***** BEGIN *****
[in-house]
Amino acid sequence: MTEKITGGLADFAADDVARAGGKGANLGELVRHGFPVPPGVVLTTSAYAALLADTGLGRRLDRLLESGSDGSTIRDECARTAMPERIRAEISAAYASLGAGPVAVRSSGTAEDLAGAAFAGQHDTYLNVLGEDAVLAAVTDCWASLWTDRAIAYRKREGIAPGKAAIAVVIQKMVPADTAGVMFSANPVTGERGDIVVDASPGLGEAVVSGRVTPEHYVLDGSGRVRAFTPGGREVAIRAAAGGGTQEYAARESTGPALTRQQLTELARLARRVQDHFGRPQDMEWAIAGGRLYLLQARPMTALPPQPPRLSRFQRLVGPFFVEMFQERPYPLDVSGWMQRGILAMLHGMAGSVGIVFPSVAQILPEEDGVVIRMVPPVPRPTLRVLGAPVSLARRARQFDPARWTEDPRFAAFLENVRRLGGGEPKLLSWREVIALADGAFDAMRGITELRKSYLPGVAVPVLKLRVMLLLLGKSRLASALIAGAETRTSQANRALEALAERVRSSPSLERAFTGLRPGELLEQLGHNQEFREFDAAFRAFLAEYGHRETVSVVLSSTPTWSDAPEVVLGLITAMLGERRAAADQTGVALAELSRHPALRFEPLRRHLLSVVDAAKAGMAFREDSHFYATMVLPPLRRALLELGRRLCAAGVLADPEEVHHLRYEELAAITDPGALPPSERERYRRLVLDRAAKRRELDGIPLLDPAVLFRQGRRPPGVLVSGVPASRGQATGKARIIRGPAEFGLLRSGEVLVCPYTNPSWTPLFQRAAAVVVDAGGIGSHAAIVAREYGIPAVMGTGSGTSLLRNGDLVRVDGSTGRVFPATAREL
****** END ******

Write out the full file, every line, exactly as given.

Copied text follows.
[in-house]
Amino acid sequence: MTEKITGGLADFAADDVARAGGKGANLGELVRHGFPVPPGVVLTTSAYAALLADTGLGRRLDRLLESGSDGSTIRDECARTAMPERIRAEISAAYASLGAGPVAVRSSGTAEDLAGAAFAGQHDTYLNVLGEDAVLAAVTDCWASLWTDRAIAYRKREGIAPGKAAIAVVIQKMVPADTAGVMFSANPVTGERGDIVVDASPGLGEAVVSGRVTPEHYVLDGSGRVRAFTPGGREVAIRAAAGGGTQEYAARESTGPALTRQQLTELARLARRVQDHFGRPQDMEWAIAGGRLYLLQARPMTALPPQPPRLSRFQRLVGPFFVEMFQERPYPLDVSGWMQRGILAMLHGMAGSVGIVFPSVAQILPEEDGVVIRMVPPVPRPTLRVLGAPVSLARRARQFDPARWTEDPRFAAFLENVRRLGGGEPKLLSWREVIALADGAFDAMRGITELRKSYLPGVAVPVLKLRVMLLLLGKSRLASALIAGAETRTSQANRALEALAERVRSSPSLERAFTGLRPGELLEQLGHNQEFREFDAAFRAFLAEYGHRETVSVVLSSTPTWSDAPEVVLGLITAMLGERRAAADQTGVALAELSRHPALRFEPLRRHLLSVVDAAKAGMAFREDSHFYATMVLPPLRRALLELGRRLCAAGVLADPEEVHHLRYEELAAITDPGALPPSERERYRRLVLDRAAKRRELDGIPLLDPAVLFRQGRRPPGVLVSGVPASRGQATGKARIIRGPAEFGLLRSGEVLVCPYTNPSWTPLFQRAAAVVVDAGGIGSHAAIVAREYGIPAVMGTGSGTSLLRNGDLVRVDGSTGRVFPATAREL